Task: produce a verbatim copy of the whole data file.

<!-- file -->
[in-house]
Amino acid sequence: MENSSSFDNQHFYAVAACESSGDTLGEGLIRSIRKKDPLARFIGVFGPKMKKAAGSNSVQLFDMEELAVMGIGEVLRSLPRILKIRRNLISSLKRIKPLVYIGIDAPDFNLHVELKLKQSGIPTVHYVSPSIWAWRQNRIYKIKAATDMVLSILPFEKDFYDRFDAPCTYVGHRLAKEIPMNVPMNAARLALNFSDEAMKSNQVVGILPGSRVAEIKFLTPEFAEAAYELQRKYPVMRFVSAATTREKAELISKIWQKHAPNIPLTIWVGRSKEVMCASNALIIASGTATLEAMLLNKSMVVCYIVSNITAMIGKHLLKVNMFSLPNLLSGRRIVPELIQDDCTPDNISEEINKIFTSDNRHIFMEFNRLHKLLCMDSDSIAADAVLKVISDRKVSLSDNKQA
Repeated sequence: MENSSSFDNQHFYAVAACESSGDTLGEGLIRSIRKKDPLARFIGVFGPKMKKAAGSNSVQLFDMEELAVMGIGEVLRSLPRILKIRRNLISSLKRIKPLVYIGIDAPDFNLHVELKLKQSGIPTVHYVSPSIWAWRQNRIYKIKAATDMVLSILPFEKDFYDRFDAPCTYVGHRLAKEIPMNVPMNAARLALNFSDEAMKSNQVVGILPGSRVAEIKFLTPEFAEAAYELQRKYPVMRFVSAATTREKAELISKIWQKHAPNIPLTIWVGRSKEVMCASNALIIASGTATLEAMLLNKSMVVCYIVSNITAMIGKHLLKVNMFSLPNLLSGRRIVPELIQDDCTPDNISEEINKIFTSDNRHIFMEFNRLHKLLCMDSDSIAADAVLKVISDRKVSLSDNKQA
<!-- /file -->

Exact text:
[in-house]
Amino acid sequence: MENSSSFDNQHFYAVAACESSGDTLGEGLIRSIRKKDPLARFIGVFGPKMKKAAGSNSVQLFDMEELAVMGIGEVLRSLPRILKIRRNLISSLKRIKPLVYIGIDAPDFNLHVELKLKQSGIPTVHYVSPSIWAWRQNRIYKIKAATDMVLSILPFEKDFYDRFDAPCTYVGHRLAKEIPMNVPMNAARLALNFSDEAMKSNQVVGILPGSRVAEIKFLTPEFAEAAYELQRKYPVMRFVSAATTREKAELISKIWQKHAPNIPLTIWVGRSKEVMCASNALIIASGTATLEAMLLNKSMVVCYIVSNITAMIGKHLLKVNMFSLPNLLSGRRIVPELIQDDCTPDNISEEINKIFTSDNRHIFMEFNRLHKLLCMDSDSIAADAVLKVISDRKVSLSDNKQA
Repeated sequence: MENSSSFDNQHFYAVAACESSGDTLGEGLIRSIRKKDPLARFIGVFGPKMKKAAGSNSVQLFDMEELAVMGIGEVLRSLPRILKIRRNLISSLKRIKPLVYIGIDAPDFNLHVELKLKQSGIPTVHYVSPSIWAWRQNRIYKIKAATDMVLSILPFEKDFYDRFDAPCTYVGHRLAKEIPMNVPMNAARLALNFSDEAMKSNQVVGILPGSRVAEIKFLTPEFAEAAYELQRKYPVMRFVSAATTREKAELISKIWQKHAPNIPLTIWVGRSKEVMCASNALIIASGTATLEAMLLNKSMVVCYIVSNITAMIGKHLLKVNMFSLPNLLSGRRIVPELIQDDCTPDNISEEINKIFTSDNRHIFMEFNRLHKLLCMDSDSIAADAVLKVISDRKVSLSDNKQA